The Hutton’s shearwaters that circled our albatross boat nest in only one valley in the world – up in the mountains that loom 8,000 feet over Kaikoura. Each evening, thousands of adults raft up on the water just below the peninsula’s cliffs. Sometime after dark, they fly up a particular grassy swale toward the mountains. Or so they say.
Witnessing such a flight seemed like as good a way as any to spend the first night of the year. I lounged around the Lazy Shag hostel most of the day reading Bleak House and plotting my evening. Truth be told, my shearwater plans centered around one of the immense white-paper parcels of fish and chips I kept seeing carried out of the local takeaway. Every available surface around town seemed to have fish and chips unwrapped on it, surrounded by giddy throngs licking ketchup from their fingers.
So at 7:30 I started into town, leaving time to pick up my fish and chips and make the hour’s walk out to the cliffs. Adversity struck almost immediately: Oh! too bad! – it’s New Year’s Day. The chip shops all closed at 4:00!
In the end I found myself crouched on a bench, leaning into a cold easterly wind, eating green olives and nursing a bottle of cheap Australian shiraz. Colder than I had ever been in Antarctica. The evening skies were clear of both clouds and shearwaters. I dejectedly opened a bag of lamb and mint flavored potato chips. Not even in New Zealand is this a good taste combination.
Eventually, I moved downhill and laid in the warm grass behind a windbreak. Stars spread out across the dark sky, providing enough of a backdrop to detect any flying objects, of which I noticed numerous satellites, a couple of shooting stars but not a single shearwater. Finally, I packed my things and walked home in the darkness. Above me were Orion, Taurus, the Pleiades, and Canis Major. It took me a while to recognize them – they were all upside down.
This week I decided to give shearwaters another chance. I was on Stewart Island, or Rakiura, land of the glowing skies, as the Maori called it. Millions of sooty shearwaters nest here, 40 miles out into the Southern Ocean from the South Island. In the charming mythology of the Maori, the South Island is the canoe piloted by the god Maui on a fishing expedition. The North Island is the great fish that Maui caught, so big he had to brace his foot on the Kaikoura peninsula to pull it in, and yell at his crew to throw out an anchor – Rakiura – to slow the boat. (Afterward, some of his crew, including Aoraki, went ashore and became Mt. Cook and the rest of the Southern Alps. Maui directed one of his sons to give the southern landscape some character, so he set to work with a pickaxe and made Fiordland.)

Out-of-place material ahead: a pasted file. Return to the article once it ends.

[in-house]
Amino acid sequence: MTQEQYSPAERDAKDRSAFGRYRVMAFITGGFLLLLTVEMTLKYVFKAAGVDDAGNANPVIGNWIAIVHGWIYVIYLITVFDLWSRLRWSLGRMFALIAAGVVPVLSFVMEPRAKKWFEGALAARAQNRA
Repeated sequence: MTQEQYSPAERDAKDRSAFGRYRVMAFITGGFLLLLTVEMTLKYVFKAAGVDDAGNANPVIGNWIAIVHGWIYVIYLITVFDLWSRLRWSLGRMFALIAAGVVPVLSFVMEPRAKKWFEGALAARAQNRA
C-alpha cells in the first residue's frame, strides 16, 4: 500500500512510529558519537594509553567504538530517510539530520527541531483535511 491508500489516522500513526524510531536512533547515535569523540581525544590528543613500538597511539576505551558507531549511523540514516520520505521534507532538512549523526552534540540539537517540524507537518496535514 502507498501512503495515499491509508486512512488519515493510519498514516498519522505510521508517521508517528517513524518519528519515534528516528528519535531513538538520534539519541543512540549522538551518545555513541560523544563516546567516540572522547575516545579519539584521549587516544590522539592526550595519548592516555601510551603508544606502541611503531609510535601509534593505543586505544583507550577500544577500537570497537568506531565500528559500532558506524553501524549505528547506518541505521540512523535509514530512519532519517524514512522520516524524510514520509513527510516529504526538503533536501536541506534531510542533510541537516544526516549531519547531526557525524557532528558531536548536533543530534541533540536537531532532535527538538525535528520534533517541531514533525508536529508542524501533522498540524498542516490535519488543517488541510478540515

Anyway, on Monday night I armed myself with some crackers and tuna and headed out to Ackers Point. Seventy feet below the trail, little blue penguins stuck their heads out of the water and made little caw-quacks at each other. The hillsides were covered with dense, twisted trunks topped with red flowers like upturned shaving brushes. Parrots flew among them. Underneath were tree ferns a bit taller than me. The vegetation was too tropical for its latitude; it was as if a cruise ship had woken up one day in the Roaring Forties. Everyone was huddled together on the decks, arms drawn close in against their Hawaiian shirts, wondering what the hell was going on.
A little after dark, the shearwaters started coming in. Millions nest in burrows on and around Rakiura, but perhaps only a few hundred on Ackers Point – just enough to give it a good musky smell. The birds came in like skinny bats, whirring their long wings in the still air. They often circled the headland before zeroing in on their nests – one went about 4 feet over my head – and sometimes you could hear them crashing through the underbrush when they landed in the wrong spot. Upon finding their mate on the nest, incubating, the pairs moaned at each other in a curious, urgent way for several minutes, then changed places.
About 2 hours after sunset I turned to go back down the trail. I don’t know what had made me think I wouldn’t need a light, but under the low canopy it was intensely dark. Dark like the inside of a Guinness can. I stretched my eyes wide open and still couldn’t see anything. I felt along the 1.4-km path one step at a time, listening for the sound of the packed gravel. Occasionally I heard little footsteps and some fluttering or scrabbling, as presumably a shearwater got the bejeezus scared out of it. I bent down and tried to light up the poor creature using the Indiglo dial on my watch, but all this did was turn a tiny patch of the darkness a pitiful shade of green.
That was when I remembered a conversation with Michael, a local fisherman. It was about rats. “Oh there’s millions – zillions – of bloody rats on Stewart,” he had said. “Big as!” A few minutes later we had heard one gnawing at the walls.
I stood up straight and put my watch away.